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Pope Francis says his brush with death helps him relate to COVID-19 victims

Pope Francis says his brush with death helps him relate to COVID-19 victims

Pope Francis delivers his homily during a Mass celebrated as part of World Youth Day at St Peter's Basilica in Vatican City on Nov 22, 2020. (Photo: Reuters/Vincenzo Pinto, Pool)

VATICAN CITY: Pope Francis says in a new book that he can relate to people in intensive care units who fear dying from COVID-19 because of his own experience when part of his lung was removed 63 years ago.

Italian newspapers published excerpts of the new book Let Us Dream: The Path to A Better Future on Monday (Nov 23) ahead of its publication next month.

In the book - a conversation with one of his biographers, Briton Austen Ivereigh - Francis speaks in some of the most personal terms to date about the time he was hovering between life and death.

"I know from experience the feeling of those who are sick with coronavirus, struggling to breathe as they are attached to a ventilator," he said.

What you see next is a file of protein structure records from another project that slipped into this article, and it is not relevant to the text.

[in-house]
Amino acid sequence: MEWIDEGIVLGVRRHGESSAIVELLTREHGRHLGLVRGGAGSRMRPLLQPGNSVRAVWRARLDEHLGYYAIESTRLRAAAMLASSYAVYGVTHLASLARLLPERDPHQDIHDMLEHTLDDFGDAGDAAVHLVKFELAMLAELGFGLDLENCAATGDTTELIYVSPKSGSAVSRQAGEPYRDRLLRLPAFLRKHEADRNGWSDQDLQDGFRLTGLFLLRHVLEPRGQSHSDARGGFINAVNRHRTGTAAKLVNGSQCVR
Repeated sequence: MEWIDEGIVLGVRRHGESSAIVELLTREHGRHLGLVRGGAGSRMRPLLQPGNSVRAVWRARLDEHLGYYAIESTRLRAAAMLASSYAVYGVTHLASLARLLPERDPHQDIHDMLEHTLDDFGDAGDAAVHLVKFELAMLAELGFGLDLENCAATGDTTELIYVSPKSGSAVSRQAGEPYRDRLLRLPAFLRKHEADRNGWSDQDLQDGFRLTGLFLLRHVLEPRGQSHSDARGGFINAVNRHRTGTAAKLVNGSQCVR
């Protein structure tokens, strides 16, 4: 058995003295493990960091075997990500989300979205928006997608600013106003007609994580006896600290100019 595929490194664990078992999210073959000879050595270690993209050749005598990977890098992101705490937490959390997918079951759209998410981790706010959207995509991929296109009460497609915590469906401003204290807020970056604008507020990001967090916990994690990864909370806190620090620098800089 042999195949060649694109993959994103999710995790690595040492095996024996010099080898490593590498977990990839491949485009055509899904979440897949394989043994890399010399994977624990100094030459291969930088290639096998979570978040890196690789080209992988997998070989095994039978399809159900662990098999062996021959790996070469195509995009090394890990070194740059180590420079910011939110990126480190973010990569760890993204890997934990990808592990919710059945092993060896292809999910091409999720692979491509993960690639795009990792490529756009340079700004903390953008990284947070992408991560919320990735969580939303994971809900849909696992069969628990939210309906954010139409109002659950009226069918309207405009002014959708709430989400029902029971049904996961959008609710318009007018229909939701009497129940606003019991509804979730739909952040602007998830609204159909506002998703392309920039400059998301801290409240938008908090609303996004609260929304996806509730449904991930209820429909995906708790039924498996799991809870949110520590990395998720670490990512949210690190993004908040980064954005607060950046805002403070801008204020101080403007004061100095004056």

Francis was a 21-year-old seminarian in the second year of his studies for the priesthood in his native Buenos Aires when an illness that had been misdiagnosed as influenza worsened and he was hospitalised.

"They took about a litre and a half of water out of one lung and I was hanging between life and death," he said.

READ: Pope: Involve poor people in planning post-pandemic economy

READ: Pope Francis offers Rome's homeless free COVID-19 tests at Vatican

Several months later, doctors removed the upper lobe of his right lung. Today, the 83-year-old pope can be heard breathing heavily after climbing stairs.

"(The experience) changed my bearings," he said. "For months I didn't know who I was, if I would live or die, even the doctors didn't know. I remember hugging my mother one day and asking her if I was about to die."

Francis recounts how a nun who worked as his nurse helped save his life by secretly doubling the doses of penicillin and streptomycin that a doctor had prescribed.

"Thanks to her regular contact with sick people, she knew what patients needed better than the doctor and had the courage to put that experience to work," he said.

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Source: Reuters/kg

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